- Jim Caple, Senior Writer, ESPN.com
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NEW YORK -- The Tokyo (Yomiuri) Giants are the most famous team in Japan sports, they win all the time, they're richer than everybody else and their owner is obnoxious. So in that respect, it shouldn't have been much of an adjustment for Hideki Matsui when he signed with the Yankees last winter.
But it was, of course.
Adjusting to a different league, a different language and a different culture isn't easy even when George Steinbrenner isn't looking over your shoulder and there aren't a couple dozen reporters assigned to write about you -- and only you -- every day. And Matsui did struggle early on. He was a three-time MVP in Japan who threatened Sadaharu Oh's single-season record but he was hitting only .250 with just three home runs in June.
You could practically hear Steinbrenner fuming. I paid $23 million for this guy and I get David Dellucci? Fire Costanza!
Much to the relief of Steinbrenner and Japanese headline writers, Matsui adjusted and finished the season as a leading rookie of the year candidate, with a .287 average, 16 home runs and 106 RBI.
He's been even better this postseason, hitting .327 with 10 RBI, both club highs. He hit three doubles against Pedro Martinez during the Boston series, driving in the go-ahead run in Game 3 and scoring the tying run in Game 7. He's hit safely in six consecutive games, including Sunday's Game 2 when he slammed a three-run first inning home run that woke up a team and a fan base that snored through the series opener.
As his home run sailed over the center-field fence, it was as if everyone in Yankee Stadium woke up and realized that gee, this was the World Series.
"We had been struggling for runs through that whole Boston series,'' manager Joe Torre said. "To jump up there and get three runs, it really helped our personality. There's no question.''
Not that anyone should be surprised that Matsui is excelling under postseason pressure. He has been playing under an intense spotlight since he was a teenager in Japan's prestigious nationwide high school tournament, which is as big there as the NCAA tournament is here, only without Dick Vitale.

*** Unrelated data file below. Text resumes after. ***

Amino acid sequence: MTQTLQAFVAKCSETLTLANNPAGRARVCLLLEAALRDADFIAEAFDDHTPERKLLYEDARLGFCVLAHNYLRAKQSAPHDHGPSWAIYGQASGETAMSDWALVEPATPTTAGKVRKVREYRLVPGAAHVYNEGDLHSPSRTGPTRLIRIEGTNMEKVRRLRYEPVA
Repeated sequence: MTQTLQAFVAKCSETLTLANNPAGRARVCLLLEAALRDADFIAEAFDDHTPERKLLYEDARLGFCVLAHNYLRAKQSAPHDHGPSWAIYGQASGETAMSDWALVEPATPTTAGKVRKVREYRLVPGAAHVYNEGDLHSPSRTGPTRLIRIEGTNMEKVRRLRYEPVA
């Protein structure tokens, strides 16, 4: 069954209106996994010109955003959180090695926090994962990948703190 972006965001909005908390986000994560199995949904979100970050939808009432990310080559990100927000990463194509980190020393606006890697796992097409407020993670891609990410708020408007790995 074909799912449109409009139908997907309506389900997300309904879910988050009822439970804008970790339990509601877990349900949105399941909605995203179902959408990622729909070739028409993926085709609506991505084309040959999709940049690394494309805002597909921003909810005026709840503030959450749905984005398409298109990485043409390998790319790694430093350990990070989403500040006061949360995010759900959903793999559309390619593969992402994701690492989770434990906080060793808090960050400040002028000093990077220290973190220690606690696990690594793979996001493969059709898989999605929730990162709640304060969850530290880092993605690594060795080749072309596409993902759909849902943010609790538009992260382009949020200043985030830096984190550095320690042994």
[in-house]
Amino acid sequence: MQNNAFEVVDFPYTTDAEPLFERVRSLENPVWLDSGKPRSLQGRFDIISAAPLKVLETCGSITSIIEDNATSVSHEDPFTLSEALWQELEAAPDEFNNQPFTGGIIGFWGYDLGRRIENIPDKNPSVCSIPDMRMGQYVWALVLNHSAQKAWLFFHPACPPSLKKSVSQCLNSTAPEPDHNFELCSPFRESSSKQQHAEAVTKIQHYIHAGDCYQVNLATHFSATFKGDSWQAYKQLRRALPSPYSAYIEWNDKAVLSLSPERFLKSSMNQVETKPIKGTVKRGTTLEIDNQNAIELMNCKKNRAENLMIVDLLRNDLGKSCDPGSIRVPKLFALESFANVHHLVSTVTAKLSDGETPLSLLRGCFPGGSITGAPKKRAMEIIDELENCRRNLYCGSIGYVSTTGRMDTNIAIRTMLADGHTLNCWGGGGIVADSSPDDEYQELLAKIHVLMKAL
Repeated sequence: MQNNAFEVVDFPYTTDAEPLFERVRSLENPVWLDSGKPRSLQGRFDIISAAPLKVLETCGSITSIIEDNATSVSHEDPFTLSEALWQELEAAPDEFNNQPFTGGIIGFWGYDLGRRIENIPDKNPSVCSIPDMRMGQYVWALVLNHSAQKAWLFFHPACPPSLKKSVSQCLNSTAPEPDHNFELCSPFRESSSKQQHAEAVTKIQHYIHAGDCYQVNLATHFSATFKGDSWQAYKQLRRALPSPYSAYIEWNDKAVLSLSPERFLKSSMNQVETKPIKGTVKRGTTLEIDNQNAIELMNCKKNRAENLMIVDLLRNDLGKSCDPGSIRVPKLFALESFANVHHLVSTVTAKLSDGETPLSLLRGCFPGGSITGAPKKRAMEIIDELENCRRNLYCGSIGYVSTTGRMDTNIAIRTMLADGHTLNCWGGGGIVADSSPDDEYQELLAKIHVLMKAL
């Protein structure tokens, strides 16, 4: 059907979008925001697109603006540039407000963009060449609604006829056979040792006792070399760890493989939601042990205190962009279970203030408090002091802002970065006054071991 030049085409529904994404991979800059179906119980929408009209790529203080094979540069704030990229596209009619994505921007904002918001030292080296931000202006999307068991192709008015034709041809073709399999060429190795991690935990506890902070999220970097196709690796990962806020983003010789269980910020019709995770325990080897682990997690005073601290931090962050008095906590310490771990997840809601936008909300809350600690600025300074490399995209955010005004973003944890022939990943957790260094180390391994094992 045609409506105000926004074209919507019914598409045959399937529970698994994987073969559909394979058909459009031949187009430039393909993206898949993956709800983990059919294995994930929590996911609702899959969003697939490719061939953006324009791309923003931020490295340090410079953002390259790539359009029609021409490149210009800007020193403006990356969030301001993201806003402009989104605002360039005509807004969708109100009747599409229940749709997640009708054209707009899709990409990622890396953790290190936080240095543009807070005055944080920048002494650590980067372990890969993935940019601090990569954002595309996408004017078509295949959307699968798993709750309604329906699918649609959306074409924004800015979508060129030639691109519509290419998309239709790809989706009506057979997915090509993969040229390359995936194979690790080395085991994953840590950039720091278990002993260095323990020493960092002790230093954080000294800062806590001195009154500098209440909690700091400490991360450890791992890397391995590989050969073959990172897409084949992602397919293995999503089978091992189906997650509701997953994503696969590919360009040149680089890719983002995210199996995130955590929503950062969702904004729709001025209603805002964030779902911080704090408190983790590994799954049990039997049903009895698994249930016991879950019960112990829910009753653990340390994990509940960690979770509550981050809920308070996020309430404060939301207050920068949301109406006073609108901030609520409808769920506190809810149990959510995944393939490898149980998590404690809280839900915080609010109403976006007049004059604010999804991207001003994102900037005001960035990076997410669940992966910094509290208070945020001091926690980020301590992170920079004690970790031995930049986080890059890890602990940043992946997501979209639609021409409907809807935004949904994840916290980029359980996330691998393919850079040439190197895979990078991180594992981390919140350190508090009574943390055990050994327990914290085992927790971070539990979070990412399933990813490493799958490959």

That tournament turned Matsui into a national hero and he grew even bigger when he joined the Giants and became the country's leading home run hitter. His father even runs a museum dedicated to him.
Matsui dreamed of bigger ponds, however, and signed with the Yankees last winter in a deal that smacked so much of backroom maneuvering you could smell the cigar smoke on the contract.
"I was surprised when I first saw him,'' shortstop Derek Jeter said. "You hear the name Godzilla and you assume he's a guy who swings for the fences all the time. But he's a good hitter and he knows the strike zone. He's also an outstanding outfielder, which you don't expect from someone nicknamed Godzilla.''
"Before I saw him, I was a little concerned because it's tough to change not only leagues but countries, and expect to be this big power hitter,'' Torre said. "I saw him in spring training and I saw a different person. He's more of a line drive hitter and I like that a whole lot better because that would fit with us a lot better.
"By the time we left spring training, Don Zimmer and I both thought he'd hit .300 and drive in 100 runs. He has a very solid swing, plus he knows how to hit in key situations.''
It's that ability to hit that prompted Torre to give Matsui the green light on a 3-0 count Sunday night against Florida starter Mark Redman. Knowing Matsui wouldn't be overanxious or try to pull the ball, Torre let him swing away and Matsui drilled it into the night for the first World Series home run hit by a native Japanese player.
"He's a pretty good hitter,'' Florida manager Jack McKeon said. "If you got a 3-0 count and they lay a fastball down the middle, I think you could be a pretty good hitter, too.''
Matsui is more outgoing than Ichiro and he actually likes talking with reporters. But the mass press conferences of the postseason do not facilitate that aspect of his personality. Imagine Nuke LaLoosh tutored by Crash Davis translated by an official Yankees official and you get an idea of the type of quotes he delivered after his home run.
"The three-run home run was really big for the team and it also was very important for today's win,'' Mastui said. "Hopefully, it was also a help to Andy Pettitte with his pitching today.''
Matsui did say the World Series has been a continuous escalation of big games in his career, from the high school tournament to the Japan Series and now to the World Series.
The only question is where he advances from here. After homering in the World Series in Yankee Stadium, he's raised the bar pretty high for himself.
Jim Caple is a senior writer for ESPN.com.
Hideki Matsui is hitting .327 in his first big-league playoffs, but he's no stranger to post-season pressure.